5 things to know before the stock market opens Wednesday, November 29


Charlie Munger in final CNBC interview: You've got to learn how to recognize rare opportunities when they come

Here are the most important news items that investors need to start their trading day:

1. Rally resumes

2. The investing world loses a legend

Charlie Munger, the Berkshire Hathaway executive known for his investing genius and salty wit, died Tuesday. He would have turned 100 on New Year’s Day. Munger, who was also known as Berkshire chief Warren Buffett’s right-hand man, was a real estate investor and attorney, in addition to being a philanthropist. He was also one of the most widely quoted elder statesmen in the investing community. “All intelligent investing is value investing — acquiring more than you are paying for,” he once said. Another time, he remarked: “I have a friend who says the first rule of fishing is to fish where the fish are. The second rule of fishing is to never forget the first rule. We’ve gotten good at fishing where the fish are.”

3. If he builds it, will they come?

After thousands of job cuts and a vast reorganization, Disney is eager to start building again, CEO Bob Iger told employees during a town hall Tuesday. Part of that will involve addressing problems at the company’s studio division, which has produced multiple theatrical flops of late, including “The Marvels” and “Wish.” “When it comes to creating a perception of the company, nothing is more powerful than movies,” Iger said. With Disney’s stock underperforming the S&P 500 this year, and activist investors circling, 2024 is shaping up to be a pivotal year for the Mouse House.

4. GM’s pitch to Wall Street

General Motors wants to get rolling again, as it contends with new labor costs and a faltering market for electric vehicles. The Detroit automaker made its pitch to Wall Street on Wednesday by detailing plans to boost its dividend and buy back $10 billion in stock. GM also reinstated its guidance for this year, including a lower profit outlook, to reflect the impact of the six-week United Auto Workers’ strike. It also scaled back the top range of its capital spending plan for next year. CEO Mary Barra said the company is locking in a budget that will “fully offset the incremental costs of our new labor agreements.”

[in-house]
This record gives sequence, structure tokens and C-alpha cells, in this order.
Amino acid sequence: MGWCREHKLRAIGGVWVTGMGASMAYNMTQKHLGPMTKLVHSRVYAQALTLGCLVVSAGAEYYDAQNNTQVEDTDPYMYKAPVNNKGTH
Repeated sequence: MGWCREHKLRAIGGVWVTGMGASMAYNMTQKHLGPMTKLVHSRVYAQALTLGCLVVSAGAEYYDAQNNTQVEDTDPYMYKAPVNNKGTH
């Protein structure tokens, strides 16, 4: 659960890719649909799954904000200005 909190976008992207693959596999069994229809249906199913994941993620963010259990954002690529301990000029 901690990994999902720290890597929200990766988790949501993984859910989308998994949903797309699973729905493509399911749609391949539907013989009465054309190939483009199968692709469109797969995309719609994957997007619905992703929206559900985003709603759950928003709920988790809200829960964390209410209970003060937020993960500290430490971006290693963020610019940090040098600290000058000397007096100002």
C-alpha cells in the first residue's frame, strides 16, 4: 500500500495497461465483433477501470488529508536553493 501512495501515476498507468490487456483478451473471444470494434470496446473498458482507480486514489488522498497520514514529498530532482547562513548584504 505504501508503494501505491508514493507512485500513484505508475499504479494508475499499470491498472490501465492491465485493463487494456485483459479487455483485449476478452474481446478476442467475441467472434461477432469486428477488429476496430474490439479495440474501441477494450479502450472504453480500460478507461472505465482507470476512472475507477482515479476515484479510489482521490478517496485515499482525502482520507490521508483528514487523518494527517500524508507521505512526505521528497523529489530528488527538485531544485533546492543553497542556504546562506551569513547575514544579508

5. Billionaire basketball

Shocking news out of the NBA: Dallas Mavericks owner Mark Cuban is selling a majority stake in the team that has helped define his flashy public persona to casino mogul Miriam Adelson and her family. The news of Cuban’s sale came hours after Las Vegas Sands revealed that Adelson and her family, the largest shareholders in the company, would sell $2 billion of their stake in a bid to buy a sports team. Cuban will retain some equity in the team and will continue to oversee basketball operations. There was no immediate indication the Mavericks would move out of Texas, but the deal comes as speculation grows about an NBA team coming to Vegas. The deal reportedly values the team at $3.5 billion. Cuban bought it in 2000 for $285 million.

– CNBC’s Brian Evans, Alex Sherman, Michael Wayland, Contessa Brewer and Brian Sullivan contributed to this report, as did Marty Steinberg.

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